Dynamic pricing

To optimize revenues and reduce waste, Wasteless’s pricing engine employs a branch of machine learning called Reinforcement Learning. This allows our engine to quickly learn how consumers respond to dynamic pricing so it can then find the optimal discount policy.

Pricing perishables is inherently a dynamic decision.

This is because decisions made in the present affect future stock conditions. If a retailer chooses low prices today, goods will sell faster, but there might not be enough inventory for the future.

On the other hand, if prices are set too high, the retailer sells fewer goods now, but carries over more inventory into the next period.

Dynamic programming is a mathematical technique that was developed to solve these types of problems. Wasteless uses state-of-the-art methods to solve high-dimensional dynamic programming problems and automatically maps inventory stock and time of day into a series of optimal prices.

However, before it’s possible to solve these problems, our statisticians and economists must have knowledge of various parameters:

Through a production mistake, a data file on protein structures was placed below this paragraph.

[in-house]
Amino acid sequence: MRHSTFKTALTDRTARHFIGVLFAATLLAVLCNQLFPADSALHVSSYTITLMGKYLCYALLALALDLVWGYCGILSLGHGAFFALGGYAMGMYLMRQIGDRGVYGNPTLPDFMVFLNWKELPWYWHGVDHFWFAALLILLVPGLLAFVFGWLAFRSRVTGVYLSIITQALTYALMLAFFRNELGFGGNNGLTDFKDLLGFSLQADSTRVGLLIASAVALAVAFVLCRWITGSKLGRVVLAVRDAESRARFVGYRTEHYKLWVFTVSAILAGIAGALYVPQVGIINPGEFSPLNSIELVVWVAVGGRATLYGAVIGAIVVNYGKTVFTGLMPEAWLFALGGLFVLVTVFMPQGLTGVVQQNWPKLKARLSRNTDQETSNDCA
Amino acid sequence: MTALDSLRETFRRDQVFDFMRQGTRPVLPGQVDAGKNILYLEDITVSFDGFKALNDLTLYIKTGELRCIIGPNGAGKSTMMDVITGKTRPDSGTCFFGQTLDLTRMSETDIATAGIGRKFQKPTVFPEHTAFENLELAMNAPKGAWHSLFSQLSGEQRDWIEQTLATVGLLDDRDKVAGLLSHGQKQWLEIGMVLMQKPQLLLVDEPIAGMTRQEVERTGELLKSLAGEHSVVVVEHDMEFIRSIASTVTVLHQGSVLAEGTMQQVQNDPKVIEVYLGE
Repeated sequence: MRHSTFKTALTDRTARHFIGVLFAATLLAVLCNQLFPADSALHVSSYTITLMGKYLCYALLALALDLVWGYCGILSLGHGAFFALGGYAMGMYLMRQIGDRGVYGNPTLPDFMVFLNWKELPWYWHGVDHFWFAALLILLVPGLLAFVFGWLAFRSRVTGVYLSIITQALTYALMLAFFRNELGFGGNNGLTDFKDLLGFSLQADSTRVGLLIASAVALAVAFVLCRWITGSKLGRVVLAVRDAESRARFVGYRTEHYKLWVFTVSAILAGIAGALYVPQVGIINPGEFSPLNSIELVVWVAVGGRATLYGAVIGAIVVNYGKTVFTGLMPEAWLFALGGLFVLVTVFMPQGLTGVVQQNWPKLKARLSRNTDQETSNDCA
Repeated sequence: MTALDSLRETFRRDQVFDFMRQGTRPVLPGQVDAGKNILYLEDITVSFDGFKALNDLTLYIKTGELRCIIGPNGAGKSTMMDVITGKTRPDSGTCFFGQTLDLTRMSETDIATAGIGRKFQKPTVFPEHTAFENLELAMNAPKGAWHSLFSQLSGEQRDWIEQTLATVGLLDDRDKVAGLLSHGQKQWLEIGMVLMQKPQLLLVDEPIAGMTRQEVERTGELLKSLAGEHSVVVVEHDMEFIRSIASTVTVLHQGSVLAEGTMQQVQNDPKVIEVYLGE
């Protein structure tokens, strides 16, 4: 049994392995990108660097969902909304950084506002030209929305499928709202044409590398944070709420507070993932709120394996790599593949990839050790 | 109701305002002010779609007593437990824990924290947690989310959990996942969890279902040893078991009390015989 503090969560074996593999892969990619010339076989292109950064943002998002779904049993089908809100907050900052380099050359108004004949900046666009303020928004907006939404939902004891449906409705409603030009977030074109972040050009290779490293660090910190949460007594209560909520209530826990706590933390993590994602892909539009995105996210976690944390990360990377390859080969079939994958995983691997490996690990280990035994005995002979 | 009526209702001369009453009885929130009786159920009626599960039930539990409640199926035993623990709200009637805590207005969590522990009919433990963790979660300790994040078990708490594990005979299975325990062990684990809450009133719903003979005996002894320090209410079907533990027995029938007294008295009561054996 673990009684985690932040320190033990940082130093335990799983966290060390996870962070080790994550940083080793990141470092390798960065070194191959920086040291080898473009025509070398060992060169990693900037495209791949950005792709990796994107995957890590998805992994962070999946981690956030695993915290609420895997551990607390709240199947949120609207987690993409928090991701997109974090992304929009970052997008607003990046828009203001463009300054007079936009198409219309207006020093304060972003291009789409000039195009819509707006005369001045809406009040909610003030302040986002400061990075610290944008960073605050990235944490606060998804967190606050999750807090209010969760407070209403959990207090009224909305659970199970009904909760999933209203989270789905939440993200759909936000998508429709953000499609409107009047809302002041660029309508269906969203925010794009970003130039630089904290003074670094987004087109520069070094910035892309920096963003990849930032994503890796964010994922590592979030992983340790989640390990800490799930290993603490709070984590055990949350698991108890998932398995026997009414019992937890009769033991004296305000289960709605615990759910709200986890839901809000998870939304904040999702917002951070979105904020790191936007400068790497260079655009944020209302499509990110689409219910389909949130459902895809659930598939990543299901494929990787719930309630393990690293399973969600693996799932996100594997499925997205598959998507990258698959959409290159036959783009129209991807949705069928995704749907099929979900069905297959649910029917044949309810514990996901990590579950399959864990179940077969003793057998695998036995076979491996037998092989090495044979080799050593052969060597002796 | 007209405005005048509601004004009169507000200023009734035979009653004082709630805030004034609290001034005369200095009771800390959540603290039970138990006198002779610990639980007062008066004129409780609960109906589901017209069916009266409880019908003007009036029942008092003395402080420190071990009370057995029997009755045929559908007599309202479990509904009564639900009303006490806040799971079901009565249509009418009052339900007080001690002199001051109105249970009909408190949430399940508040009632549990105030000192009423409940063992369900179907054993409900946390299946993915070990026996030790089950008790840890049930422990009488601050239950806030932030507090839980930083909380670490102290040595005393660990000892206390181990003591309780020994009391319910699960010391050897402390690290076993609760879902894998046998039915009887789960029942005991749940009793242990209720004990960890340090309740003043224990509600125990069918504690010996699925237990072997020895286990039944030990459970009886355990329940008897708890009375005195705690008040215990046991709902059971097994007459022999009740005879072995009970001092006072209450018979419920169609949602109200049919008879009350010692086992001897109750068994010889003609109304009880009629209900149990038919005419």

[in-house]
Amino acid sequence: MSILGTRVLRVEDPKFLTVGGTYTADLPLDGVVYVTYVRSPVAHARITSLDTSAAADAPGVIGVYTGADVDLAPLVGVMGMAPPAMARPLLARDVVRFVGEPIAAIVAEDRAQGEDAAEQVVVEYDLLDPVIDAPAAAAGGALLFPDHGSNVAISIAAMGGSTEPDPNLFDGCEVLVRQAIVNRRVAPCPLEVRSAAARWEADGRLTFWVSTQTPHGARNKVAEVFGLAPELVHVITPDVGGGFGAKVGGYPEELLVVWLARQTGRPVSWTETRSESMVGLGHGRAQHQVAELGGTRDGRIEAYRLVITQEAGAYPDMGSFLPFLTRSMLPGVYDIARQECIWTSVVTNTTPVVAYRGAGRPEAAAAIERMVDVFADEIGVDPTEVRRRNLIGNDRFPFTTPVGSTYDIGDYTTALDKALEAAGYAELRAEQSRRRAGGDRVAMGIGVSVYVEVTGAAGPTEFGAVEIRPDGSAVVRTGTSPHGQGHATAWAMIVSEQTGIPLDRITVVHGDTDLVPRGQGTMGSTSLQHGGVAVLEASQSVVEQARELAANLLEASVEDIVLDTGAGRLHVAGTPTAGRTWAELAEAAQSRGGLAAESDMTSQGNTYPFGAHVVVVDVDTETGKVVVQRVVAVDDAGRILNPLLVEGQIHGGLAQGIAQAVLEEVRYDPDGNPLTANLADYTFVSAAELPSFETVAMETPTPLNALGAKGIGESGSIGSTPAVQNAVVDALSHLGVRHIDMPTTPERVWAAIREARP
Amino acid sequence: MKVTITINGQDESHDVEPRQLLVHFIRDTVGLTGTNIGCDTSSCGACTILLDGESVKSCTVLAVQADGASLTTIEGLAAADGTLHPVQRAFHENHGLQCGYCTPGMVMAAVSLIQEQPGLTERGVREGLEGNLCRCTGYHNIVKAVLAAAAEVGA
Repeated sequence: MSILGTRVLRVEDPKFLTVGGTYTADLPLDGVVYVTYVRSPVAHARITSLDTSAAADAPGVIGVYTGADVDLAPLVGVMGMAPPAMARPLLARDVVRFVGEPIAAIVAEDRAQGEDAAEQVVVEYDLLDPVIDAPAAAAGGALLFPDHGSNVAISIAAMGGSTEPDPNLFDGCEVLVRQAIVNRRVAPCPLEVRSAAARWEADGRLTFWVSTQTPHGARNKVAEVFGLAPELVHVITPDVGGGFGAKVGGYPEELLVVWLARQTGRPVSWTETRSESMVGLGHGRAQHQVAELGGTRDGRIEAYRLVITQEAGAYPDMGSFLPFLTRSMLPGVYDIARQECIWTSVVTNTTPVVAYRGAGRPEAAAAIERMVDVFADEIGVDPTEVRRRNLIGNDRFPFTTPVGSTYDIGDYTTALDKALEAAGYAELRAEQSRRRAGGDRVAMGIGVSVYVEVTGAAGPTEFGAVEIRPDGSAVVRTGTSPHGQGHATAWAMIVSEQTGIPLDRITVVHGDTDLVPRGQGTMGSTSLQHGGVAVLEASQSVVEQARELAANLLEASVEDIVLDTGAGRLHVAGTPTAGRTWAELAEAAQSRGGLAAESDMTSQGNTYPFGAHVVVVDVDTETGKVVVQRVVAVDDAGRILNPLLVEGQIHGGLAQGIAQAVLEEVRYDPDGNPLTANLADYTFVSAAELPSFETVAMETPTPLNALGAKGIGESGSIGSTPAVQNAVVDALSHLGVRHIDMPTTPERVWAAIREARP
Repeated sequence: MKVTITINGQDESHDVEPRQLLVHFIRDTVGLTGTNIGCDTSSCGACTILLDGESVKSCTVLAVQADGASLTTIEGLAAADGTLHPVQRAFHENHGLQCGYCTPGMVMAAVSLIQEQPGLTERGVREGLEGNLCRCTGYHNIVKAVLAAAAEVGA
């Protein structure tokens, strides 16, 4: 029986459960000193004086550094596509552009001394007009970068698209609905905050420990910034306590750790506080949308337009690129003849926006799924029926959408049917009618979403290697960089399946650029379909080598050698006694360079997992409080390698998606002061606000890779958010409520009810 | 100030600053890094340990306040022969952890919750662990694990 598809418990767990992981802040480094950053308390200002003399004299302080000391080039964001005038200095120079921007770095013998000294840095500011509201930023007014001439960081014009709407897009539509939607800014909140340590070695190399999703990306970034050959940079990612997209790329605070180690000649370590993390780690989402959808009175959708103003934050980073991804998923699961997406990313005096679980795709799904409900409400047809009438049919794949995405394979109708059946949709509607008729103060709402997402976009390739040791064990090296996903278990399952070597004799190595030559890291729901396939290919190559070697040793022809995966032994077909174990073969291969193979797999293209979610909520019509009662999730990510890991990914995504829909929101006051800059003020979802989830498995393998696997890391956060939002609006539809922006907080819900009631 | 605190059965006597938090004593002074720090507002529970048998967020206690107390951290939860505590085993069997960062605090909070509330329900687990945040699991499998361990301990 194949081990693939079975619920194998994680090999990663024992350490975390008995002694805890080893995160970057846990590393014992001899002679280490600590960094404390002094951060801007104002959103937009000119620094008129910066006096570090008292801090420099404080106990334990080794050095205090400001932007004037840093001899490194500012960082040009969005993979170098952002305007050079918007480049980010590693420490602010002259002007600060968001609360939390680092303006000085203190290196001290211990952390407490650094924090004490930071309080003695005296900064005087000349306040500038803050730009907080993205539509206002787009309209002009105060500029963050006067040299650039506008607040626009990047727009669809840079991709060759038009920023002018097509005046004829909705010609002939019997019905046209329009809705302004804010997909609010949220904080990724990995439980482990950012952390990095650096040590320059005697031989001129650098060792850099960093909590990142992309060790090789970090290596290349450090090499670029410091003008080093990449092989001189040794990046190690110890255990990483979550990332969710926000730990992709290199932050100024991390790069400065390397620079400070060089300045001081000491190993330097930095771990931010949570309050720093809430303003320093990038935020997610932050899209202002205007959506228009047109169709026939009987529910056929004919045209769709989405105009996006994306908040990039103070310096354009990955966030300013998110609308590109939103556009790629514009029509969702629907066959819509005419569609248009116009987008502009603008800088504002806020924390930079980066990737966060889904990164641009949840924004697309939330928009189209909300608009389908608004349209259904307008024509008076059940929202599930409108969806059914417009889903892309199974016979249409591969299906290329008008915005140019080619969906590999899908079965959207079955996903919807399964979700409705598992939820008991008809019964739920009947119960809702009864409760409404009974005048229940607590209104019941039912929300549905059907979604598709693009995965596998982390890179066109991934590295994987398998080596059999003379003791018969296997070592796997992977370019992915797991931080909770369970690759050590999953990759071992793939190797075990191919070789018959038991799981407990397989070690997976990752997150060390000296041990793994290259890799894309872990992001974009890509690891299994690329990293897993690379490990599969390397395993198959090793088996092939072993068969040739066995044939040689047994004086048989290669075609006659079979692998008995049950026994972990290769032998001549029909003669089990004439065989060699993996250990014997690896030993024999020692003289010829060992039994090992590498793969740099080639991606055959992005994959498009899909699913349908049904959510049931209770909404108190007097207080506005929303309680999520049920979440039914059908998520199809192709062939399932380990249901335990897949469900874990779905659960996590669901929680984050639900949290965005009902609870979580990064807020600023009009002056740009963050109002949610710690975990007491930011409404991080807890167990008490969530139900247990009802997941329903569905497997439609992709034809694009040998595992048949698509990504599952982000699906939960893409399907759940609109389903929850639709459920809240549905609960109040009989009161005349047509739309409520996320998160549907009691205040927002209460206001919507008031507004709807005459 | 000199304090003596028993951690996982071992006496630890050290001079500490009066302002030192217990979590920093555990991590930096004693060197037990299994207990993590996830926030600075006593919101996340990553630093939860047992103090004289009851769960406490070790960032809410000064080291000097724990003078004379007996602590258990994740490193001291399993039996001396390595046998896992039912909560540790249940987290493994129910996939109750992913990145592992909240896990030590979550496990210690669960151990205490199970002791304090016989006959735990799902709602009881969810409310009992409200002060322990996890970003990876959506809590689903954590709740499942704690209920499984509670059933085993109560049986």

For example,

How exactly do consumers trade off freshness (expiration date) with discounts?

How do consumers respond to low inventory?

When is the next shipment of goods set to arrive?

How many units will it include, and at what cost?

What are the relationships between the products, and which products are paired with an alternative choice?

Clearly, the answers to these questions will determine the optimal set of discounts implemented by Wasteless.

Static pricing

Singlee price points


Dynamic pricing

Multiple price points

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Reinforcement Learning

How can Wasteless learn these parameters as quickly as possible, so that prices can start being optimized?

How can the retailer trade off price experimentation with the current expected value of setting the optimal price?

Enter Reinforcement Learning (RL)

Pulled from a branch of machine learning, RL solves both the dynamic program and the learning problem. The core concept of RL is to update the parameters by using a random policy that conducts experiments more early on, but then converges with the optimal policy. The policy is trained to preserve a degree of randomness, and as such, it can update and continue to learn as consumer trends emerge and preferences change over time. This way, retailers will note a boost in revenues, improved inventory management and, of course, a significant reduction in food waste.

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